5 keys to beating the Vikings

Welcome to hype week.

At least that’s what the Green Bay media is calling it.  I guess when you create your own media circus you get to name it.  I understand that.  What I don’t understand is why they settled on a stupid name like “hype week.”

The media is right though:  the Packers/Vikings game this Monday is important, though not because its Brent Favor’s first game against his former team.  Rather, this game is important because the winner will sit atop the NFC North—well, at least for a week.

Earlier this week, I said I didn’t feel good about the Packers’ chances heading into this game.  Unfortunately, those feelings haven’t changed.  Nonetheless, I think the Packers can beat the Vikings this Monday, but to do so, they’ll have to do a combination of, if not all of, the following:

The offensive line needs to keep Rodgers upright

The offensive line needs to keep Rodgers upright

(1)  Protect Aaron Rodgers.  This should be a no-brainer any week, but with how poorly the Packers’ offensive line has played the first three weeks, this is a must against the Vikings, who field one of the best defensive lines in the NFL.  Want proof?  Here you go:  the Vikings have led the NFL in rush defense the past three years, and sent three of their four defensive lineman to the Pro Bowl in 2008—Jared Allen, Kevin Williams, and Pat Williams.  Although they’re only ranked 12th in rush defense after three games, they’ve moved up to 4th in pass defense.  I can only imagine the excitement oozing out of Allen’s pores at the prospect of facing Daryn Colledge at left tackle.  Even if Chad Clifton is able to tough it out and play, I’m not sure he’ll fare much better.  Mike McCarthy better have something up his sleeve to keep Rodgers upright.  Bootlegs, playaction, rollouts, whatever.  If the line doesn’t protect Rodgers better than they did the first three games, his name will pop up on the injury report sooner rather than later, perhaps starting after Monday’s game.

The Packers need to try to establish the run

The Packers need to try to establish the run

(2)  Keep the Vikings’ defense honest. In saying that, I mean the Packers need to run the ball.  Given the talent along their defensive line and the way the Packers’ offensive line has struggled, the Vikings will probably feel content rushing only four and five lineman, dropping the rest back in coverage.  If that’s the look the Packers get, Rodgers needs to audible to the run and force the Vikings to put more players in the box.  Even if the running game isn’t working—which it probably won’t, all things considered—the Packers still need the Vikings to think there is a chance they’ll run it.  To assist them in this regard, the Packers’ offense cannot put themselves in unfavorable downs and distances, which they have far too often this season.  This means no sacks.  This means no holding penalties.  This means catching the ball.  At this point, that seems like a tall order for this offense, but if they’re going to be the elite unit many think they can, these are the little things they need to do.  And there’s no better time to start than against the Vikings.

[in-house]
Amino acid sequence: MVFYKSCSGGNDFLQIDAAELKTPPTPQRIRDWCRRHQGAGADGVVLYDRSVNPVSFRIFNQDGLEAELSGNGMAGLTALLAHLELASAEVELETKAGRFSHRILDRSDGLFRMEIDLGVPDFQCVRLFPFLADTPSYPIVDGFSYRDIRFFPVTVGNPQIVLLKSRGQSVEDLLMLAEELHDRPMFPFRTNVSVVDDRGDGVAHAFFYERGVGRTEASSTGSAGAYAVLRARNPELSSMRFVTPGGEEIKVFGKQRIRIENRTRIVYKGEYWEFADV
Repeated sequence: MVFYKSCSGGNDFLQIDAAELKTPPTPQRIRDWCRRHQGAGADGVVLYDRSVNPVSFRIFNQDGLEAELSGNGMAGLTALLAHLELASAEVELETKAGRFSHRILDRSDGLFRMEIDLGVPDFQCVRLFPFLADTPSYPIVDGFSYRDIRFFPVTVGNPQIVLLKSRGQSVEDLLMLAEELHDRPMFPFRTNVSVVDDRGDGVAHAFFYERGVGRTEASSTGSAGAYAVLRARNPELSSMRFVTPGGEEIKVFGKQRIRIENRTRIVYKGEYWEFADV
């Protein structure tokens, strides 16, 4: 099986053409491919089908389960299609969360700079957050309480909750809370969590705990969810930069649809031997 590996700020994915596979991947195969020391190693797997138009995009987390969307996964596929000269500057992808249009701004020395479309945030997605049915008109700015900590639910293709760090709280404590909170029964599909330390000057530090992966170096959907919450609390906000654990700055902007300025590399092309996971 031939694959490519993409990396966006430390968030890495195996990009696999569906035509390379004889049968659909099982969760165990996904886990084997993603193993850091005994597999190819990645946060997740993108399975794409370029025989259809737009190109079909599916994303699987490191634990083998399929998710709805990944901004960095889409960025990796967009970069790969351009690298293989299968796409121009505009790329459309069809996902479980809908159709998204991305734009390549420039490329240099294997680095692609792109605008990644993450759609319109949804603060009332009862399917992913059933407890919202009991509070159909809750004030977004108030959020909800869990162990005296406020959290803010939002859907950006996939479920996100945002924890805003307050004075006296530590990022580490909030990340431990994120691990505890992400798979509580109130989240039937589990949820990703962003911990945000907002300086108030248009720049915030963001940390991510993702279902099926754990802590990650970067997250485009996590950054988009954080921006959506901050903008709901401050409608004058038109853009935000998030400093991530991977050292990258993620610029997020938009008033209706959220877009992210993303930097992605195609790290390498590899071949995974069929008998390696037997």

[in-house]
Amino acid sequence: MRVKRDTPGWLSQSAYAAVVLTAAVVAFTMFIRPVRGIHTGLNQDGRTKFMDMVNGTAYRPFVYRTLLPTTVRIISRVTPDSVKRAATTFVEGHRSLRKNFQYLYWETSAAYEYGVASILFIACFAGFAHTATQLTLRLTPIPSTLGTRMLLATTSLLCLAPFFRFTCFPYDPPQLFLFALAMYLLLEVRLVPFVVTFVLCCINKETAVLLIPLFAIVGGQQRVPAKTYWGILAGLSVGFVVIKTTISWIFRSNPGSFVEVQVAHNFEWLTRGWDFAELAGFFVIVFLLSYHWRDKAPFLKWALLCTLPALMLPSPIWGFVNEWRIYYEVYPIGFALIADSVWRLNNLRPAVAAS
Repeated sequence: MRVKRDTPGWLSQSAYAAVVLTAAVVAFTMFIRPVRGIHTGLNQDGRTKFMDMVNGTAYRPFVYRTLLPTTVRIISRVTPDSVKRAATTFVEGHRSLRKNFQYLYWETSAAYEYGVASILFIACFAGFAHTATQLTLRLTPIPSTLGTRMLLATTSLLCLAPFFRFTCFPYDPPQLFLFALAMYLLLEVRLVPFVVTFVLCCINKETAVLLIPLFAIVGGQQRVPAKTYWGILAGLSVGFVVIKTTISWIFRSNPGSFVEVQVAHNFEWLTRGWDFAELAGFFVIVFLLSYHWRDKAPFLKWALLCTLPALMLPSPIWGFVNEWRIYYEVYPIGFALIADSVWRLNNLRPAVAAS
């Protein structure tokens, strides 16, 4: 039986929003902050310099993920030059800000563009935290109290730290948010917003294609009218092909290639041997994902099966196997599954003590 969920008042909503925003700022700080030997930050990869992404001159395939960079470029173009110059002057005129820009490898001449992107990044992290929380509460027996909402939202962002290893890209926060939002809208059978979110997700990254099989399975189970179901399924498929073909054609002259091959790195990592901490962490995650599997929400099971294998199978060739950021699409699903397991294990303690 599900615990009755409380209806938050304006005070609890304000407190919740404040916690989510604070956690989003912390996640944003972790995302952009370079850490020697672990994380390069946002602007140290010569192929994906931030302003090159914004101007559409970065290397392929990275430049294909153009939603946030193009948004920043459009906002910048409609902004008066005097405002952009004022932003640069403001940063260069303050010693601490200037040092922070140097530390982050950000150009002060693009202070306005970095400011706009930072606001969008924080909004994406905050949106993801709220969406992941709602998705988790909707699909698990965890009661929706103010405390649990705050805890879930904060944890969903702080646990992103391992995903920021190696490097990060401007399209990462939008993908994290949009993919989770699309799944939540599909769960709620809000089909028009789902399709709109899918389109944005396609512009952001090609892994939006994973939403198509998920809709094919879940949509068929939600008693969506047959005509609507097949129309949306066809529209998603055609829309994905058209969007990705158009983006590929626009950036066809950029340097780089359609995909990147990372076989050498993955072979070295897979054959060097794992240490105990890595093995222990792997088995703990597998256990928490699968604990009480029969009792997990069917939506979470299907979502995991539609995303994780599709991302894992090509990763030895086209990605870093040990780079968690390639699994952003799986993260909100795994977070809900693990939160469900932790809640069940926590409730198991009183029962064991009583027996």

(3)  Continue to force and not commit turnovers. The Packers lead the NFL with a +8 turnover ratio.  Part of that is due to the defense snagging a league leading seven interceptions, but the other part is due to Rodgers’ smart quarterback play.  Three games into the season, Rodgers has yet to throw an interception, and he has only fumbled once, after a blindside sack.  Rodgers needs to continue that sort of play against the Vikings, who are equally opportunistic themselves, ranking fourth in the NFL in the turnover ratio department with a +4.  As cliché as it sounds, the winner of this game might be the team that makes the fewest mistakes, so the Packers’ secondary needs to take advantage of the opportunities Brent will surely give them.  That leads me to…

The Packers need to take advantage of Brent's penchant for the turnover

The Packers need to take advantage of Brent's penchant for the turnover